Concerns that Sun Belt surge in COVID-19 cases could haunt Mass.

Fears that summer vacationers could bring virus home

BOSTON — It literally took months for California, Texas, and Florida to reach 100,000 cases of coronavirus. But it took each state mere weeks to reach 200,000 cases. 

The Sun Belt pandemic set some unwanted milestones over Independence Day weekend. On July 4, Florida recorded what was the largest one-day total of coronavirus cases in the United States, at nearly 11,500. 

The dubious record was short-lived, as California recorded 11,700 cases on Sunday. On Saturday, Texas reported its largest single-day increase in COVID-19 cases: 8,258. 

The only other state to record more than 200,000 cases of coronavirus is New York. 

“I was also very surprised to see the numbers in California begin to rise because at one point they were very proactive,” said Alvin Tran, ScD, MPH of the University of New Haven. “I think this underscores the importance of maintaining those strict public health protocols. And keeping them in place until we know for sure that we are curbing this pandemic and that there’s a vaccine out in the public.”

California’s stay-at-home order went into effect on March 19, 2020. The gradual reopening of the state began in May. Prior to the lifting of the order, California, with a population of more than 40 million managed to keep infection numbers extraordinarily low. On April 30, 2020, the state had about 50,000 infections. On that same day, Massachusetts recorded more than 62,000 infections out of a population of less than 7 million. 

"What we need to fear now is the mixed messaging between public health officials and other officials," Tran said. "We have an opportunity to stay ahead of the game by paying attention to what they're doing -- identifying what they're doing wrong and also what they're doing right."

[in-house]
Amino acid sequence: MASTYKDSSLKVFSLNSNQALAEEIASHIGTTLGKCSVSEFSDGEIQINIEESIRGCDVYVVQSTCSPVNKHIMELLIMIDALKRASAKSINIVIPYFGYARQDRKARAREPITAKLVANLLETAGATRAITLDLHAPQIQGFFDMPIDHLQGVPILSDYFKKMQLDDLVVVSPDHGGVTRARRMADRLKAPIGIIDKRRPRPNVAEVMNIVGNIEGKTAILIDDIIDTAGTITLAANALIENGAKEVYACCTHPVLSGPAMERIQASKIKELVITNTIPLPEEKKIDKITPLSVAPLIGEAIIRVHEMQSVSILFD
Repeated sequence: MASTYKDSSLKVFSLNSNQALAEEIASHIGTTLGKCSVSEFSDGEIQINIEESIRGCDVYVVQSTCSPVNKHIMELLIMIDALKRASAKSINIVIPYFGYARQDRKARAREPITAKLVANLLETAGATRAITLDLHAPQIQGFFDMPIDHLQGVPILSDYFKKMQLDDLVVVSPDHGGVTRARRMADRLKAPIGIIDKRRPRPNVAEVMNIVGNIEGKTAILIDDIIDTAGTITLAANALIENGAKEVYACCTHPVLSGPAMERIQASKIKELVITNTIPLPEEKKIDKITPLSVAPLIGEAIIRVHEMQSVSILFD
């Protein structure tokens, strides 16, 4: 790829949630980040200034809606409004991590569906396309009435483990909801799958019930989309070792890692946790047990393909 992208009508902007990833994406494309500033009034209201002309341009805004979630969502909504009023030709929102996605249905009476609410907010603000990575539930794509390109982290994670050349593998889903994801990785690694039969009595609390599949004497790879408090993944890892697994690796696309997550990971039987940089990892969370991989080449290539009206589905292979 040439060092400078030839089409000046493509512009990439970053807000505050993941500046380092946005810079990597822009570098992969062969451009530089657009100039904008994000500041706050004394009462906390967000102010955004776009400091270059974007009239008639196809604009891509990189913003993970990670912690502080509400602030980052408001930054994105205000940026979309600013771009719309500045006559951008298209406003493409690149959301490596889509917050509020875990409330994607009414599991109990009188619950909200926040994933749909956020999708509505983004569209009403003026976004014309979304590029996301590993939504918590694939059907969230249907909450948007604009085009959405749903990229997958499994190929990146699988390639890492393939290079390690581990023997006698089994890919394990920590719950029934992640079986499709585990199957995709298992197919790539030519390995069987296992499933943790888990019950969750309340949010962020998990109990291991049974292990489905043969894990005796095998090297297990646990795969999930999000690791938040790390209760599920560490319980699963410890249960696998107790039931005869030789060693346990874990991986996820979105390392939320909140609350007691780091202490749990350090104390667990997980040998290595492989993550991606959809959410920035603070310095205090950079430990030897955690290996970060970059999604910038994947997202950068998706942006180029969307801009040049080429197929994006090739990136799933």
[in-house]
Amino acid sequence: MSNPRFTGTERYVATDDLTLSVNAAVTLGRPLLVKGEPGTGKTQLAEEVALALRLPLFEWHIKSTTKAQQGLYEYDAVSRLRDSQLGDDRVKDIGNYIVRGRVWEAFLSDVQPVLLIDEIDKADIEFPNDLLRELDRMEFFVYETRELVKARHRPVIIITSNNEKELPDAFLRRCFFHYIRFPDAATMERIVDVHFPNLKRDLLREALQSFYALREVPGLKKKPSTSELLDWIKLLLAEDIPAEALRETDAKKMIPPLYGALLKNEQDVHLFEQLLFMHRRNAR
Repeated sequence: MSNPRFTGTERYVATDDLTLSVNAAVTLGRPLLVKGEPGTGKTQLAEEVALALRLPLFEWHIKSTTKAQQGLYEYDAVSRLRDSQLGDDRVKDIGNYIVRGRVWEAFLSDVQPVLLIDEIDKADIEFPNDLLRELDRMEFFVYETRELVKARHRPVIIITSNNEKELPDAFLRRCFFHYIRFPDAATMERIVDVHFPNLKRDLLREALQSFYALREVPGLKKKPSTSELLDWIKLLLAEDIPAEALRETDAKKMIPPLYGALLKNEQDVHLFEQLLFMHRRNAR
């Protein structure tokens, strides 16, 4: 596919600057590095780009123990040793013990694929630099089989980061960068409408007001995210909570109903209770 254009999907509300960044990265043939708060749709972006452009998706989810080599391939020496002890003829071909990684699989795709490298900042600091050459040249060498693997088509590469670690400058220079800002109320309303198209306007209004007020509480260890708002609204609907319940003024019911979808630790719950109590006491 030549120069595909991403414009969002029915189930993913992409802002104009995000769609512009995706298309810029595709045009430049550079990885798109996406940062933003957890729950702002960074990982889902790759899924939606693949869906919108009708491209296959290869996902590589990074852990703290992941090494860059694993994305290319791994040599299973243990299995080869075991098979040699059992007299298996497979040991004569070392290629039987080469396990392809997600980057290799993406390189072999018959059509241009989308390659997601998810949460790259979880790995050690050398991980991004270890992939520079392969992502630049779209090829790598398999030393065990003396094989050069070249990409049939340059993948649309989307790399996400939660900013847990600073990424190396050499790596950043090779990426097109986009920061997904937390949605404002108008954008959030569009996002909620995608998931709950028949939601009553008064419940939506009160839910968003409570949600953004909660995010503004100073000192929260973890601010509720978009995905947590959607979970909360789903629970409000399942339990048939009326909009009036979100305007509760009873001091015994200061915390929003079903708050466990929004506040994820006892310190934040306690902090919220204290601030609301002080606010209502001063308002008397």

Dr. Paul Sax, an infectious disease specialist at Brigham and Women's Hospital in Boston, suggests one of the things states now surging with coronavirus infections did wrong was reopen venues highly conducive to viral transmission. 

"One thing we've learned about this virus is it's not so much about briefly passing someone in the hallway or passing someone briefly outside, it's really prolonged contact with someone who has the infection sometimes when they're even unaware that they have it," Sax said.  

Two places that can pretty readily happen is in bars and indoor restaurants. Both Texas and Florida allowed bars to reopen -- but, as infections spiked, forced those that primarily make money from alcohol sales to close. 

At this point, Saks does not recommend travel from Massachusetts to highly infectious areas unless absolutely necessary. That would include Houston, Dallas, Phoenix and South Florida. Those who do travel to any states other than those in the Northeast deemed 'under control' by the Baker Administration are asked to self-quarantine for 14 days. 

“That 14 days is based on what we call the incubation period -- from the time of exposure to the time of getting the infection,” Sax said. “And it does seem to be a very safe estimate.”   

Although the numbers coming out of the Sun Belt look frightening, Sax says there is a way to get it under control -- and the Northeastern states proved it can be done. 

“If people wear masks in public, avoid indoor dining and bars, avoid going to religious services that are inside -- then we can get control of this and bring down the transmission rate,” he said.    

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